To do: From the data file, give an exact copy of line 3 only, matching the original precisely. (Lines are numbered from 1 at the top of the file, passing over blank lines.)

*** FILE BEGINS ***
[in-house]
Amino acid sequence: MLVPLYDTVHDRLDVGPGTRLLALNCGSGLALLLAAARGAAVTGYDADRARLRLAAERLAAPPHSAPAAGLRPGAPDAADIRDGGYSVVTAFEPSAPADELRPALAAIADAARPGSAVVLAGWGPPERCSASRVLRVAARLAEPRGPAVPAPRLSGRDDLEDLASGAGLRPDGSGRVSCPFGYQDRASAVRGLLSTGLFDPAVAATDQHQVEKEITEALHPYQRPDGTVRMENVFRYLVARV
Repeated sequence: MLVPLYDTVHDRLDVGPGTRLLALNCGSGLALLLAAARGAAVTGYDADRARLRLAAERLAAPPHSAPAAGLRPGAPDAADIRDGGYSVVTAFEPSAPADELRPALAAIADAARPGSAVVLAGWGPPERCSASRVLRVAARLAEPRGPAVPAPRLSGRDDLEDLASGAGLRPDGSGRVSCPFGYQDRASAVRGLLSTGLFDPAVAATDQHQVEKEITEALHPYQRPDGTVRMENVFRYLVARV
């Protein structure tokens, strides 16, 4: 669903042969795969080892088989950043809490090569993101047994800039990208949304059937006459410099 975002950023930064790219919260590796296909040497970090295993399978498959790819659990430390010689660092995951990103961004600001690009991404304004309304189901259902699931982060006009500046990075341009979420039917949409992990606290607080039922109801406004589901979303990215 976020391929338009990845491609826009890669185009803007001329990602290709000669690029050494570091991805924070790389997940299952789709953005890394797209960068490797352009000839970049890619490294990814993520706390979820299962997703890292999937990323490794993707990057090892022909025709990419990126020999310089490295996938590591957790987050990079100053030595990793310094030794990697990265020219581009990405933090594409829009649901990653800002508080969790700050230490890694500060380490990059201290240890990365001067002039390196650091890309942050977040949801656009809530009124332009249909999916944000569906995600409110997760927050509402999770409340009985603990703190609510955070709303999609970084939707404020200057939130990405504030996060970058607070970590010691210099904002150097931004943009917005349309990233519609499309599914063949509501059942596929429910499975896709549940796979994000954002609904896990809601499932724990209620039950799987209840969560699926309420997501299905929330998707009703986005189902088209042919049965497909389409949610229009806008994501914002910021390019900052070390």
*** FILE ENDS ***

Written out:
Repeated sequence: MLVPLYDTVHDRLDVGPGTRLLALNCGSGLALLLAAARGAAVTGYDADRARLRLAAERLAAPPHSAPAAGLRPGAPDAADIRDGGYSVVTAFEPSAPADELRPALAAIADAARPGSAVVLAGWGPPERCSASRVLRVAARLAEPRGPAVPAPRLSGRDDLEDLASGAGLRPDGSGRVSCPFGYQDRASAVRGLLSTGLFDPAVAATDQHQVEKEITEALHPYQRPDGTVRMENVFRYLVARV